For Sundermann, though, a minivan didn't feel right.

"It would just define me," she said. "I lead a sporty, adventuresome lifestyle. I'm a mother and physician. But I wasn't ready to drive a minivan," said Sundermann, who competes in triathlons.

"Some people don't want to be seen as kind of that traditional suburban mom driving a minivan," said Sarah Woolson, general sales manager at Saturn of Ann Arbor, the dealership that sold Sundermann her black Outlook in April.

Crossover sales are up about 15 percent so far this year. At Ford, where crossover sales have risen 44 percent over last year due largely to the Edge, Pipas believes they will continue to pull in buyers from the minivan, SUV and other segments of the market.

Pipas predicted that in two more years, there will be 70 to 80 different crossover models from which buyers can choose.

"This whole category has a long way to go," he said.

Link: http://www.msnbc.msn.com/id/20761826/

Edited by Pontiac Custom-S
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Like them or not they make alot of sense for families. You can get away from the gas hogs, minivan stigma, and get some car like luxuries. My only complaint is the price. The GM trio is $5000+ more than the minivan they are replacing. Even toyotas sienna is MUCH cheaper than the hylander.

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I guess that I just see these as the new minivan, the basic shape and configuration hold no appeal for me.

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I guess Madison Ave. has figured out yet another way to re-invent the family station wagon. :rolleyes:

Incrementally, we are going to go the direction of the ROW (Rest of the World) and get into 4 cylinder, FWD hatchbacks and minivans, just like we were 25 years ago, before we THOUGHT we were awash in cheap oil.

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I guess Madison Ave. has figured out yet another way to re-invent the family station wagon. :rolleyes:

Incrementally, we are going to go the direction of the ROW (Rest of the World) and get into 4 cylinder, FWD hatchbacks and minivans, just like we were 25 years ago, before we THOUGHT we were awash in cheap oil.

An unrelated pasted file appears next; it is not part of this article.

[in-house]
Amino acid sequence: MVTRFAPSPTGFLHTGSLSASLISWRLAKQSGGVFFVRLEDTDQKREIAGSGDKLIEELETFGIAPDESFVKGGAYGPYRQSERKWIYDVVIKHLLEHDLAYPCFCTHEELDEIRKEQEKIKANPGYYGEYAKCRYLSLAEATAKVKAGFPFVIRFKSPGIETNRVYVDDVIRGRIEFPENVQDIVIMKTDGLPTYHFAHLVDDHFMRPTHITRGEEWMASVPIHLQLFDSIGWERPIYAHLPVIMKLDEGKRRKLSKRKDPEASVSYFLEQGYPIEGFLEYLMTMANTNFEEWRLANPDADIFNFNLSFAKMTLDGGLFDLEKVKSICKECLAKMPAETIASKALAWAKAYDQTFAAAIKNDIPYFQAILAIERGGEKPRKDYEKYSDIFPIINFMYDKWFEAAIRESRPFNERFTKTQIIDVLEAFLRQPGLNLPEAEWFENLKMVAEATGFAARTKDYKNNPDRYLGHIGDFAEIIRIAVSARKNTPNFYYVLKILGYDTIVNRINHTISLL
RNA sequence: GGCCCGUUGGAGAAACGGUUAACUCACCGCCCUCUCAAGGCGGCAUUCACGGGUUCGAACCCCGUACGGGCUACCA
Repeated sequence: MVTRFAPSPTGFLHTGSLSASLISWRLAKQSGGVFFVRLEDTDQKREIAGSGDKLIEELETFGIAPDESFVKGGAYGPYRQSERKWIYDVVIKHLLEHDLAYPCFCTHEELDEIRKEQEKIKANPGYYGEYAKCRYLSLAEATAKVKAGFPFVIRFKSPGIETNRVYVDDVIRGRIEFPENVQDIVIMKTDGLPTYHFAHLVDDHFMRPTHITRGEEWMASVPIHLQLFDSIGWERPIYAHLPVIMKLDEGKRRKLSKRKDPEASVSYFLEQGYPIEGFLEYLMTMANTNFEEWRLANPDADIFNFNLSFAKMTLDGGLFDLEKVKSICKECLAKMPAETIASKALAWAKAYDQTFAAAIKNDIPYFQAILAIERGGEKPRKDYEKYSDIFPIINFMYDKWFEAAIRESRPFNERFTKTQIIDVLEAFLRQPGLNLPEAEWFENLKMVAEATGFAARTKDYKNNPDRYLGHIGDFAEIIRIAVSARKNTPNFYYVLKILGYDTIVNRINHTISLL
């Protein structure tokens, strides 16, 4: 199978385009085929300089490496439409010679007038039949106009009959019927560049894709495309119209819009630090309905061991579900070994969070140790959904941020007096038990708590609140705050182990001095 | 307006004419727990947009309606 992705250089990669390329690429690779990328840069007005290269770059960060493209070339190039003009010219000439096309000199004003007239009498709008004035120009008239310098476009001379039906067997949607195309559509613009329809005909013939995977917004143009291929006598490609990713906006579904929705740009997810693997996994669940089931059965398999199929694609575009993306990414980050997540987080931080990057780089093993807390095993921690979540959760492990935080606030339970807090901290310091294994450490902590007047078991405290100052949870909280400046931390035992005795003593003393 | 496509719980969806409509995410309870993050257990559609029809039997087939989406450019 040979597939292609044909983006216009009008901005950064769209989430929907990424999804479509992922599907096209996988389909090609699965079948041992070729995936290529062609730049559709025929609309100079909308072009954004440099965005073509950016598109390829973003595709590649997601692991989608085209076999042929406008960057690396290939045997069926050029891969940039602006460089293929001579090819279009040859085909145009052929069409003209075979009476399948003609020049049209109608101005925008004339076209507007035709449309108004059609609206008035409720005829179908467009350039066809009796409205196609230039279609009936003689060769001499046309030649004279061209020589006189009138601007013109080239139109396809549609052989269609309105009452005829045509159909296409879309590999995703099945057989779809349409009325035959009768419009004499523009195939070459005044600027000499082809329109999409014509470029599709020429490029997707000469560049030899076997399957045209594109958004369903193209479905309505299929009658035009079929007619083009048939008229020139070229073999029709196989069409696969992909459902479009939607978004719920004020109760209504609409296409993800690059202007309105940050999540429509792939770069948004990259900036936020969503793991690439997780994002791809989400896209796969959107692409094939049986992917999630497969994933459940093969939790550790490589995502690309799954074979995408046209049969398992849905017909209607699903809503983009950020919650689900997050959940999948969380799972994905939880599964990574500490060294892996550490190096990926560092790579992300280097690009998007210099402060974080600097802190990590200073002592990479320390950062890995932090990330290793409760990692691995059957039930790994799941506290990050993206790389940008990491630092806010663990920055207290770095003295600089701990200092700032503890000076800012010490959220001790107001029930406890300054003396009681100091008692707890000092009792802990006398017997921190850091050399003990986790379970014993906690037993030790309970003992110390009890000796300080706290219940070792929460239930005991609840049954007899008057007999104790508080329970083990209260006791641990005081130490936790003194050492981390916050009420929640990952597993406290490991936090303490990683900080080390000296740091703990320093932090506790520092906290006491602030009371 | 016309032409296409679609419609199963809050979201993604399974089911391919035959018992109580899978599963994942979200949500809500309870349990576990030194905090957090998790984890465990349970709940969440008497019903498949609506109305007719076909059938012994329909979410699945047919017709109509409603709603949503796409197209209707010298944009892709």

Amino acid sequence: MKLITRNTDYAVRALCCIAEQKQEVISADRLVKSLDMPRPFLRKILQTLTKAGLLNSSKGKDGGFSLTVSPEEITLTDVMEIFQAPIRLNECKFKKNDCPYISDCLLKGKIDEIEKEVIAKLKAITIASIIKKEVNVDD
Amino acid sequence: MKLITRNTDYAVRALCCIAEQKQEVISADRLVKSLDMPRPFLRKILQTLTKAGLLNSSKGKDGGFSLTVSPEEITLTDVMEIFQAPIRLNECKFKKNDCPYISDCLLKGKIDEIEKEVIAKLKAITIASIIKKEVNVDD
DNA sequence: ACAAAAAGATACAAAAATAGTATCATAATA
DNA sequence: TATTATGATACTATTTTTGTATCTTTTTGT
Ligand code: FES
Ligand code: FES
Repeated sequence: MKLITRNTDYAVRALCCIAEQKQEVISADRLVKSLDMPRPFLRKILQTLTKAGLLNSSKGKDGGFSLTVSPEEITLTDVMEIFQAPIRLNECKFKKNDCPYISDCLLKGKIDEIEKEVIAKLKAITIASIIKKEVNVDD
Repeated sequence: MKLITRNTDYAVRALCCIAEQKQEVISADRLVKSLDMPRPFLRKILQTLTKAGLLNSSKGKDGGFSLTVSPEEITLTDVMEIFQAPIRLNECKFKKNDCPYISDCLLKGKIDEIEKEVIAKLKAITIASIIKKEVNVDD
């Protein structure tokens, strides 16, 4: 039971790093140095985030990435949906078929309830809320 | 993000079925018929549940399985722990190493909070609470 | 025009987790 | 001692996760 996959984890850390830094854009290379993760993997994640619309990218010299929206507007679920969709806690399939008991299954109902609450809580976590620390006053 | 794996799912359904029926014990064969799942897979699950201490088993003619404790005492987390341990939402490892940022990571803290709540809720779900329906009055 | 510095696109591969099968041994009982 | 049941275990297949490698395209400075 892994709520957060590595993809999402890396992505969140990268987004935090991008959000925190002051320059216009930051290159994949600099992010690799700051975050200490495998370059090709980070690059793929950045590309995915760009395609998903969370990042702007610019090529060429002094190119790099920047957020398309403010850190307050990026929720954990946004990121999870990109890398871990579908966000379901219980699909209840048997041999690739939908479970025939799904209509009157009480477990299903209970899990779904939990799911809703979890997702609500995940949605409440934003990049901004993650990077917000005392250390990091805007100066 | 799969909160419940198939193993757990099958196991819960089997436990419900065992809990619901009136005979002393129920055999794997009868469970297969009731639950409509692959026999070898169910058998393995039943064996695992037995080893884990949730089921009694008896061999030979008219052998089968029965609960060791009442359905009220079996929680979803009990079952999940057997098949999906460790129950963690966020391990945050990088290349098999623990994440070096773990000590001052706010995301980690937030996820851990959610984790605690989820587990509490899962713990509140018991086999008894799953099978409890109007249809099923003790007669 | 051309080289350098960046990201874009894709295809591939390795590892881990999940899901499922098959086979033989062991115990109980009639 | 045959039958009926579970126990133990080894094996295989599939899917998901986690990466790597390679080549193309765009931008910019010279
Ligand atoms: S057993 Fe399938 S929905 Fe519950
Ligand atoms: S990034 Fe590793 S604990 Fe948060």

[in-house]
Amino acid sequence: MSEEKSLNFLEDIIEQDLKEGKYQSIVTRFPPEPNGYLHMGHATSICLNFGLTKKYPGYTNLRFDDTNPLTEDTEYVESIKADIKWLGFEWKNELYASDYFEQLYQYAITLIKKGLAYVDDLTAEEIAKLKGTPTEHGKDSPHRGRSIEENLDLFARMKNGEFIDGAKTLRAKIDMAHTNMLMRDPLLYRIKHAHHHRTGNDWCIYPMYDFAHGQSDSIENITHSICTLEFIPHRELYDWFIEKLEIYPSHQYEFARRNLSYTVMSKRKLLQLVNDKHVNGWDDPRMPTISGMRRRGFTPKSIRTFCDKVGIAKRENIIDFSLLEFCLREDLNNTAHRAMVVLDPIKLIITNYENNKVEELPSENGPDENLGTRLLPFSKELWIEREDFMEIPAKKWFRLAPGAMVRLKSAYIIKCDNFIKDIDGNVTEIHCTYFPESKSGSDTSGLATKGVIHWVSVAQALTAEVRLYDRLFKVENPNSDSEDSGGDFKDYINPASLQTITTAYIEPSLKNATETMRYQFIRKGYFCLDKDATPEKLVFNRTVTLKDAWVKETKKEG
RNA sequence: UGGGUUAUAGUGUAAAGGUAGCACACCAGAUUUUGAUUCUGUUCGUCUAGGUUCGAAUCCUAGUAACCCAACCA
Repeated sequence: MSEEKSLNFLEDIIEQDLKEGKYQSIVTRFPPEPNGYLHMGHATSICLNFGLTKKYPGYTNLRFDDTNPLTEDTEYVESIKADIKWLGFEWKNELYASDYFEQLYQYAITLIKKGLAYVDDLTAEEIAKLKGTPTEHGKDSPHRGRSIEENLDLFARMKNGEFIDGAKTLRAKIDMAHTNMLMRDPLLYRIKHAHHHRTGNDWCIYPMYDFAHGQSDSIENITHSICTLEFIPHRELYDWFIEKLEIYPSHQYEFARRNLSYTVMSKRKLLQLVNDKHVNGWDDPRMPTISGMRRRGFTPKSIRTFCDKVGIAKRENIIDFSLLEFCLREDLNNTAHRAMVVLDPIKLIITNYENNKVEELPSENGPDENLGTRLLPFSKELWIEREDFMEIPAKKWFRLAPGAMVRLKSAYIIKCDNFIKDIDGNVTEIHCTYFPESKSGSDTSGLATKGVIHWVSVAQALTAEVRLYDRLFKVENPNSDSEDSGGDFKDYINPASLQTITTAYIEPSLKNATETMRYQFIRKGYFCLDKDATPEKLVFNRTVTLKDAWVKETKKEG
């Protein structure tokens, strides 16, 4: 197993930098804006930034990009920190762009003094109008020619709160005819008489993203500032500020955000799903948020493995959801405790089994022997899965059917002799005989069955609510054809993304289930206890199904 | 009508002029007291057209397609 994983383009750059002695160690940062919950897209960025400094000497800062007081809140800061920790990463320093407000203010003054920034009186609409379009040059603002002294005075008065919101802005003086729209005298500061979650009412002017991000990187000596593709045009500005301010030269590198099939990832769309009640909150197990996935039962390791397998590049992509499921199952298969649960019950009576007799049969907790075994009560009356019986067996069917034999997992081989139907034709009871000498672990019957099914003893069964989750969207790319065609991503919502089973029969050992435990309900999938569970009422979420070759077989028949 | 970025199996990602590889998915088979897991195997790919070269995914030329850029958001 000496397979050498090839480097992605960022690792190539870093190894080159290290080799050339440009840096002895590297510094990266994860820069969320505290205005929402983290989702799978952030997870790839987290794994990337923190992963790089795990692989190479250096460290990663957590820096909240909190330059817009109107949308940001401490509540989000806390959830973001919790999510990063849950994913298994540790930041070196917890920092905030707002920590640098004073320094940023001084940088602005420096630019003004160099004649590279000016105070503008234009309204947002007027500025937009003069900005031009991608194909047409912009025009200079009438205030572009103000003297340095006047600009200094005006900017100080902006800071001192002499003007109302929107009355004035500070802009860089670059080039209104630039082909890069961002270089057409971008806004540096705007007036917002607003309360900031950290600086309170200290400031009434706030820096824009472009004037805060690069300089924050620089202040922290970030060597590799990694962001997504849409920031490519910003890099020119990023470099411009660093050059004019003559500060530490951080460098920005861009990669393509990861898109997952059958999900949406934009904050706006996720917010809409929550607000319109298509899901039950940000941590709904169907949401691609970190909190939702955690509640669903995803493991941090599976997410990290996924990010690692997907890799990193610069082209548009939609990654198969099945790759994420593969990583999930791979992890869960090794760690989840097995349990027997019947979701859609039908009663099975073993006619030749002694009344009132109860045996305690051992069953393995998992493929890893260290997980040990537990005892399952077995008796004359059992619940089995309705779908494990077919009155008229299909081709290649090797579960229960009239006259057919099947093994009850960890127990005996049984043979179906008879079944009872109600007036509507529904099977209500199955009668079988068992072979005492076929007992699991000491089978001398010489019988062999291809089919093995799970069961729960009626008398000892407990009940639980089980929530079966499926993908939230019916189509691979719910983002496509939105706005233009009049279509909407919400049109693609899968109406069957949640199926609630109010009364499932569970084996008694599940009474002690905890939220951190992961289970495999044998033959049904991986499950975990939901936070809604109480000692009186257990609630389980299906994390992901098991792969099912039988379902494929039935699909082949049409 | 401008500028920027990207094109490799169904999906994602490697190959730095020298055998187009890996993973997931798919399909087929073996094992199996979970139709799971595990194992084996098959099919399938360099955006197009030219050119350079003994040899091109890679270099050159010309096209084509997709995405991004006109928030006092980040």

And, incrementally, my interest in new cars will disappear.

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I guess Madison Ave. has figured out yet another way to re-invent the family station wagon. :rolleyes:

Incrementally, we are going to go the direction of the ROW (Rest of the World) and get into 4 cylinder, FWD hatchbacks and minivans, just like we were 25 years ago, before we THOUGHT we were awash in cheap oil.

I guess gas prices aren't high enough yet for Americans to think like the ROW.

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I guess gas prices aren't high enough yet for Americans to think like the ROW.

Americans shouldn't "think like the rest of the world" , they should think like Americans.

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Americans shouldn't "think like the rest of the world" , they should think like Americans.

But they can learn a thing or two and improve on it. Do you really think we can sustain a lowly 24.6 mpg average indefinitely?

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But they can learn a thing or two and improve on it. Do you really think we can sustain a lowly 24.6 mpg average indefinitely?

The first order of business should be to shed the notion that the rest of the world can do a better job automatically. Americans should innovate, not compromise or accept the defeatist notion that we "can't". The existing "coping mechanisms" (especially in Europe) aren't acceptable to me - I won't accept that we have to drive tiny tin can cars just because "that's how Europe does it".